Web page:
A promising future does not easily disappear into thin air. This is certainly the case with the vision of personalised medicine. For many years, biomedical researchers have vaunted the potential benefits of their findings despite the fact that neutral observers do not think that personalised medicine will really take off within the next 15 or 20 years. Moreover personalised medicine is a controversial term. So what is the state of play right now?
Reading between the lines of statements such as “once the molecular causes of a disease have been deciphered”, we understand that it “will be possible to adapt cancer, diabetes or cardiovascular disease treatments to the specific requirements of individual patients”. Medicine will no longer be an empirical medical skill of healing, it will become a rational molecular science (Regine Kollek). Adepts see this as nothing short of a paradigm change in the medical field.
Personalised medicine is a controversial term and there are many different opinions as to what really lies behind this term. Urban Wiesing, philosopher and medical doctor from Tübingen and chairman of the Central Ethics Commission of the German Medical Association, believes that the term is wrong as it renders complex issues too simple. "Personal characteristics do not manifest themselves on the personal level, but on the molecular level." (Spektrum der Wissenschaft, 1/2011). The term is somewhat misleading as it suggests that the biomarker-based grouping (stratification) of patients also sees groups as if they were only one individual. The "Zukunftsreport Individualisierte Medizin und Gesundheitssystem" (Future Report: Individualised Medicine and the Healthcare System, TAB report) published by the "Büro für Technikfolgenabschätzung beim Deutschen Bundestag" (Office of Technology Assessment at the German Bundestag, TAB) is of the opinion that the stratification of patients into subpopulations of single individuals has no practical or economic advantage and suggests to use the term "stratifying medicine" instead of "personalised medicine".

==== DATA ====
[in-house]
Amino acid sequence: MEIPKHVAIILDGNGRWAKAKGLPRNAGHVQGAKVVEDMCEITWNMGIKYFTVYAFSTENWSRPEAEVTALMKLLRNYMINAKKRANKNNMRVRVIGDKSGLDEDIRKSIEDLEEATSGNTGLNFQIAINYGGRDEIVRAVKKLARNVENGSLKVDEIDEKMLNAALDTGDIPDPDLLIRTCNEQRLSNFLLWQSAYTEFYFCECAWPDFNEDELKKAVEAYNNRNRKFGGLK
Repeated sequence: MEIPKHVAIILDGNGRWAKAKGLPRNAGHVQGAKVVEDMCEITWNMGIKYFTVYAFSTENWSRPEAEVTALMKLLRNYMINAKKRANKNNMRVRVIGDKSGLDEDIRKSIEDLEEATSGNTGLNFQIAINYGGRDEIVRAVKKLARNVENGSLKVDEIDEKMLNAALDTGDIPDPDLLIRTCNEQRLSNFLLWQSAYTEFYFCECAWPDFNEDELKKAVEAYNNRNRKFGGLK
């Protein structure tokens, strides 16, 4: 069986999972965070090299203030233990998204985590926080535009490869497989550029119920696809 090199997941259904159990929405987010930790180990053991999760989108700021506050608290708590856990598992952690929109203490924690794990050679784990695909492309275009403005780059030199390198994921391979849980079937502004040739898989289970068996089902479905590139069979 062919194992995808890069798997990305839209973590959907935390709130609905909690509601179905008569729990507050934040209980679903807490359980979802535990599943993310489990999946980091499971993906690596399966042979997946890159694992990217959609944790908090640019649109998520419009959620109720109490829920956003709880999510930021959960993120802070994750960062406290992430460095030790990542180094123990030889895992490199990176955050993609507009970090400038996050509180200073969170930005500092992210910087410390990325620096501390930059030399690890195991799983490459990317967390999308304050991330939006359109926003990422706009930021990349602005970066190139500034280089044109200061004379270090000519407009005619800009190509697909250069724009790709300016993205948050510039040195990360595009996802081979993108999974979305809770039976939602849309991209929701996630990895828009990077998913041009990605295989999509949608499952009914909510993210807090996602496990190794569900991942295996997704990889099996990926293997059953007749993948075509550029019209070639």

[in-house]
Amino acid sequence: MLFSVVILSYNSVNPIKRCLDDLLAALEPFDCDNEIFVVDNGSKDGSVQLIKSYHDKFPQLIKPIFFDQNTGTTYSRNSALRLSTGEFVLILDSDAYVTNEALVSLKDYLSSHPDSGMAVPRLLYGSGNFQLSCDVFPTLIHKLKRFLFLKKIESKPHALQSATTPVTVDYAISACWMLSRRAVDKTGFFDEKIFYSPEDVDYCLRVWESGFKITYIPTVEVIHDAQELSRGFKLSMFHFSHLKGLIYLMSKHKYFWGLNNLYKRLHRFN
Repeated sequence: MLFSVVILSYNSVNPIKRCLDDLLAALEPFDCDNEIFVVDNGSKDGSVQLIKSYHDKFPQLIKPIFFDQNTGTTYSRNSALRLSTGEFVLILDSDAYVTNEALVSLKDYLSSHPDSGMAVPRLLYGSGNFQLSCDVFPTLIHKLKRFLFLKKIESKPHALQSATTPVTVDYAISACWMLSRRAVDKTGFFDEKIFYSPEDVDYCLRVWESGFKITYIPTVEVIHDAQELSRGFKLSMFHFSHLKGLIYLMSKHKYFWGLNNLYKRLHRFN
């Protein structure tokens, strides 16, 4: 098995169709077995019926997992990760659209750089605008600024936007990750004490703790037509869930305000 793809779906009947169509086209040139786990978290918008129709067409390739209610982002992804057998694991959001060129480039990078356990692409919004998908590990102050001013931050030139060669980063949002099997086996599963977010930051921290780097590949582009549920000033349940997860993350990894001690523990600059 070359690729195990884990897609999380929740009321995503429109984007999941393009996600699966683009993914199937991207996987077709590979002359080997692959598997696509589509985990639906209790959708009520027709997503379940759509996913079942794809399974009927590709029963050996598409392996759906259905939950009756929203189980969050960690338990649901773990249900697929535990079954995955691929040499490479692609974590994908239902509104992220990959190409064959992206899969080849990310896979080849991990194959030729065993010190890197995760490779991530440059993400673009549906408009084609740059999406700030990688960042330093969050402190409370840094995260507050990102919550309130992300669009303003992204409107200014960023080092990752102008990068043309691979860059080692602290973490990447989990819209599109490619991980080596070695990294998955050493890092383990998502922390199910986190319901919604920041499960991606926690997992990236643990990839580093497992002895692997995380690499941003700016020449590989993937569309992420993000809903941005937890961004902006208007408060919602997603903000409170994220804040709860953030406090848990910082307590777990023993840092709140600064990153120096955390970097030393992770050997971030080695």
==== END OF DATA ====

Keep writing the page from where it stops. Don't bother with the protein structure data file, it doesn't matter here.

The enigmatic term is also misleading in that it does not relate to an actual holistic medical system that focuses closely on individual patients, but is actually just a suggested practise to be used, for example, in cases where a genetic test on a given individual comes up with extremely negative medical findings that show that the patient has a high risk of developing a certain disease. The differences in meaning between individual and person are rather subtle and it would appear that the labels "individualised" and "personalised" are used somewhat arbitrarily.